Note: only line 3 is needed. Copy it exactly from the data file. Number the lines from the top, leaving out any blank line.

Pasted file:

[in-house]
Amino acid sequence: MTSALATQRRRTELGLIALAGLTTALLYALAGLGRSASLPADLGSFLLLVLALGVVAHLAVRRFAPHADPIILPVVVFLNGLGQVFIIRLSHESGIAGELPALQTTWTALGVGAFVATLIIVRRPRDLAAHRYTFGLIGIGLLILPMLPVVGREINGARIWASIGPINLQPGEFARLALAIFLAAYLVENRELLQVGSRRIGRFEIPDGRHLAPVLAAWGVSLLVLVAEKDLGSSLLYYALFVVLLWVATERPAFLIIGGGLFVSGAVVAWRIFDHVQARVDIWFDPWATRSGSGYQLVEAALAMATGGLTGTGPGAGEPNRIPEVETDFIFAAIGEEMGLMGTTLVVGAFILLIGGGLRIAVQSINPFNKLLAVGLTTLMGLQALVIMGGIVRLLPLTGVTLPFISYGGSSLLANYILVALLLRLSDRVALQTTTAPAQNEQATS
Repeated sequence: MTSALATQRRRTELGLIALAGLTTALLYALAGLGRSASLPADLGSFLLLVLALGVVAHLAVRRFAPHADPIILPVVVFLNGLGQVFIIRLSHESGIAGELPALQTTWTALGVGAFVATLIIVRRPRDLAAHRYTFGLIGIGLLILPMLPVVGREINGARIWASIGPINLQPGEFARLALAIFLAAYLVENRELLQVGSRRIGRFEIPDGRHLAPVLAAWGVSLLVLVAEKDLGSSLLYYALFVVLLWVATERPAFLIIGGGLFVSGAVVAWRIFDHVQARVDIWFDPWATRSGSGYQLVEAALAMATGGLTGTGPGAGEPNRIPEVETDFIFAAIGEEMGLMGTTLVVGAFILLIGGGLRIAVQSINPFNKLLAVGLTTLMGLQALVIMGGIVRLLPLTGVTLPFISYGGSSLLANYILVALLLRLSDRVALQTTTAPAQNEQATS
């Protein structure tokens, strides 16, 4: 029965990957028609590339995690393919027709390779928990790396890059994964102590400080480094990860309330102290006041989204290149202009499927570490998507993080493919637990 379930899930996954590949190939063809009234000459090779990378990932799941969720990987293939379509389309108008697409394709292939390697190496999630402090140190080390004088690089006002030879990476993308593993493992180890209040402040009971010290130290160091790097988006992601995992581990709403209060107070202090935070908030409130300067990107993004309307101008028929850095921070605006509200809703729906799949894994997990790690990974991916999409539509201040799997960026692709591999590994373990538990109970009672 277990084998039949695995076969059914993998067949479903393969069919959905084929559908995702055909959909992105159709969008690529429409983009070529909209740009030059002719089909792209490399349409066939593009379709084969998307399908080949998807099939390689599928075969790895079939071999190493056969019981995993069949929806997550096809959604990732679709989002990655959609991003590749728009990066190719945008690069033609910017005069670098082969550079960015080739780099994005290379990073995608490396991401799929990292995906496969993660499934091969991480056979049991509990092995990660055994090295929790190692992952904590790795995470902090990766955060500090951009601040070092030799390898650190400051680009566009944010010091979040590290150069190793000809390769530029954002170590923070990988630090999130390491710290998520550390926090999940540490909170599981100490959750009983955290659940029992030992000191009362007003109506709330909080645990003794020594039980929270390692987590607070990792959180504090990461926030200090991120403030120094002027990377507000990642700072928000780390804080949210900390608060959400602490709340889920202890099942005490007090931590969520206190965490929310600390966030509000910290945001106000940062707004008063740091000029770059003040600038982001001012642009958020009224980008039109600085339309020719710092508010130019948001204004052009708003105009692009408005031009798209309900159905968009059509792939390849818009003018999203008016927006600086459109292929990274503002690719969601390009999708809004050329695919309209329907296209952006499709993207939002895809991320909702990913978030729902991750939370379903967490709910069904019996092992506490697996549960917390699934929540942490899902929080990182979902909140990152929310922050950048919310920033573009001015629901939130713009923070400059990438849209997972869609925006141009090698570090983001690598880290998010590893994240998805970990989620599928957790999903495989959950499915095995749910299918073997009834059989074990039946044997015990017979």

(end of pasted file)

Repeated sequence: MTSALATQRRRTELGLIALAGLTTALLYALAGLGRSASLPADLGSFLLLVLALGVVAHLAVRRFAPHADPIILPVVVFLNGLGQVFIIRLSHESGIAGELPALQTTWTALGVGAFVATLIIVRRPRDLAAHRYTFGLIGIGLLILPMLPVVGREINGARIWASIGPINLQPGEFARLALAIFLAAYLVENRELLQVGSRRIGRFEIPDGRHLAPVLAAWGVSLLVLVAEKDLGSSLLYYALFVVLLWVATERPAFLIIGGGLFVSGAVVAWRIFDHVQARVDIWFDPWATRSGSGYQLVEAALAMATGGLTGTGPGAGEPNRIPEVETDFIFAAIGEEMGLMGTTLVVGAFILLIGGGLRIAVQSINPFNKLLAVGLTTLMGLQALVIMGGIVRLLPLTGVTLPFISYGGSSLLANYILVALLLRLSDRVALQTTTAPAQNEQATS